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Supreme Court, Appellate Division, First Department, New York.

NHS NATIONAL HEALTH SERVICES, INC., Plaintiff-Appellant, v. Melvyn KAUFMAN, et al., Defendants-Respondents, J.D. Weiler, Defendant.

Decided: May 26, 1998

Before SULLIVAN, J.P., and ROSENBERGER, WILLIAMS and TOM, JJ. Jay A. Kranis, for Plaintiff-Appellant. Ronald D. Hariri, for Defendants-Respondents.

Order, Supreme Court, New York County (Stuart Cohen, J.), entered on or about September 17, 1997, denying plaintiff's motion for summary judgment and granting defendants' cross-motion for summary judgment dismissing the complaint, unanimously reversed, with costs, the cross-motion denied, the complaint reinstated, plaintiff's motion for summary judgment is granted, and the matter remanded for further proceedings.

Plaintiff seeks recovery of rent it mistakenly paid for commercial space formerly leased by it, which was vacated and relet by the landlord.   Plaintiff entered a ten-year 1978 lease for the rental of multiple units from the landlord, amended in 1986 to add the disputed space, but re-amended in 1987 to extend the term of the lease, providing for additional units, effective in 1989.   In 1988, after the second amendment but prior to its effective date, plaintiff surrendered the disputed space, which the landlord relet.   However, the landlord did not delete the space from the formal lease.   Apparently because of the landlord's changed billing method, now aggregating rent payments rather than itemizing them per unit, plaintiff inadvertently continued paying rent for the vacated space.   In 1995, plaintiff executed a Lessee Estoppel Certificate for landlord's refinancing of the building, certifying that the lease had not been modified, amended or supplemented since the last amendment, upon which the landlord, and the motion court, relied to estop the claim for rental overpayments.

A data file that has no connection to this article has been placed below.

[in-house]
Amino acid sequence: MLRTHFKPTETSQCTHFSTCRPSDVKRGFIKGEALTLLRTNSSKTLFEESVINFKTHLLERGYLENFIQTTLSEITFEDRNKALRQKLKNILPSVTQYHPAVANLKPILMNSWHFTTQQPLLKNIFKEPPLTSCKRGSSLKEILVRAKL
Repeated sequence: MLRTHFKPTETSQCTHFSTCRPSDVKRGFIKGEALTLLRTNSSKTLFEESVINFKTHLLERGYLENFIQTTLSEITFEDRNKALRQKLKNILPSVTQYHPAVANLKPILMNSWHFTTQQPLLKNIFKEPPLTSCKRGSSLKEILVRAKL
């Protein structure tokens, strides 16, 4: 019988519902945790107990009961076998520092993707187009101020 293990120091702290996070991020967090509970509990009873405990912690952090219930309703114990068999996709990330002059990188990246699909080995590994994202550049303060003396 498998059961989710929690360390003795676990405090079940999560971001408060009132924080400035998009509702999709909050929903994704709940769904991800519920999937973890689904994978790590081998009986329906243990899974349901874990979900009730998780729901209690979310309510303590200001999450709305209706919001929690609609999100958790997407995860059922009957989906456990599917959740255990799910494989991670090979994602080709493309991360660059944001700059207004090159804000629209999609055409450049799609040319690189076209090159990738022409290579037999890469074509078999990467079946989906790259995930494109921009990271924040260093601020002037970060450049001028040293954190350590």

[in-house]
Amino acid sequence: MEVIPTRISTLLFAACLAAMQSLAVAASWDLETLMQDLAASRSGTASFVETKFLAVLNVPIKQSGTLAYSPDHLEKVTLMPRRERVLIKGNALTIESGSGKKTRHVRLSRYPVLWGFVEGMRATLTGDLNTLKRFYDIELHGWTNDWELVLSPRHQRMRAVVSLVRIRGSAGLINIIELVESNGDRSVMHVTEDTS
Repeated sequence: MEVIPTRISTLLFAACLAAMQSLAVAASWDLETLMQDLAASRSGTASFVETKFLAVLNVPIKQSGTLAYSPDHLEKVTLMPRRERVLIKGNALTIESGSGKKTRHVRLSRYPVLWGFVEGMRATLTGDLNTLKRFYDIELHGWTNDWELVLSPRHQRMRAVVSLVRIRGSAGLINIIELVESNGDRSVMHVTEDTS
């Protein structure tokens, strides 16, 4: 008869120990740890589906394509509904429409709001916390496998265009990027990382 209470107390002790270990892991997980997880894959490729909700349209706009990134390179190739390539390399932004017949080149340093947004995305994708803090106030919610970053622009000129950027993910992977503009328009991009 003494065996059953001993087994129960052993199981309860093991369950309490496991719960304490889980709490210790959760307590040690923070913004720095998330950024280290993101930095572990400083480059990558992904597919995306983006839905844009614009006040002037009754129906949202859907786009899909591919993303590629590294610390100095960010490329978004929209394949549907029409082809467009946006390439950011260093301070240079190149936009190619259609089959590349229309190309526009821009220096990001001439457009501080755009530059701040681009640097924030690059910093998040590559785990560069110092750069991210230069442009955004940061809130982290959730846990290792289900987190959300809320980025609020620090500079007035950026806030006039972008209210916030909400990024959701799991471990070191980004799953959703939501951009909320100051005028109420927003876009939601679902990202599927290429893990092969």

The landlord does not controvert its receipt of the disputed rent, its failure to send rent invoices to plaintiff for the subject space, its changed billing methods (by which plaintiff explains its own oversight), or that it relet the premises to another lessor for the subject time period.   The landlord even billed plaintiff for building services when plaintiff moved out of the space, and thereafter listed the property as vacant.   The conduct of both parties, to wit, plaintiff vacating, and the landlord reletting, the premises, established a surrender of the subject space by operation of law (Riverside Research Institute v. KMGA, 68 N.Y.2d 689, 506 N.Y.S.2d 302, 497 N.E.2d 669), precluding the landlord from asserting continuing lease obligations in that regard.   We have applied equitable principles akin to the doctrine of unjust enrichment to the situation where a payor overpays money to a payee, even if negligently so, under a mistake of fact, and we have accordingly allowed recovery of disputed funds, especially if the payee retained the benefit thereof while concomitantly realizing additional benefits (Manufacturers Hanover Trust Co. v Chemical Bank, 160 A.D.2d 113, 559 N.Y.S.2d 704 lv. denied 77 N.Y.2d 803, 568 N.Y.S.2d 15, 569 N.E.2d 874).  Nor could the landlord, a party with actual knowledge of the overpayments, assert the Estoppel Certificate, a document intended to operate as between two innocent parties, one of whom relies on representations of the other, but neither having knowledge of harm done by a third party, to bar the innocent payor's recovery of overpayments (Hammelburger v. Foursome Inn Corp., 54 N.Y.2d 580, 588, 446 N.Y.S.2d 917, 431 N.E.2d 278).   Accordingly, we reverse the grant of summary judgment, predicated on the Estoppel Certificate, to defendants and we grant summary judgment to plaintiff.   However, the complaint and related documents do not provide an adequate basis for us to specify the amount to be recovered.   We remand the matter for further proceedings in this regard.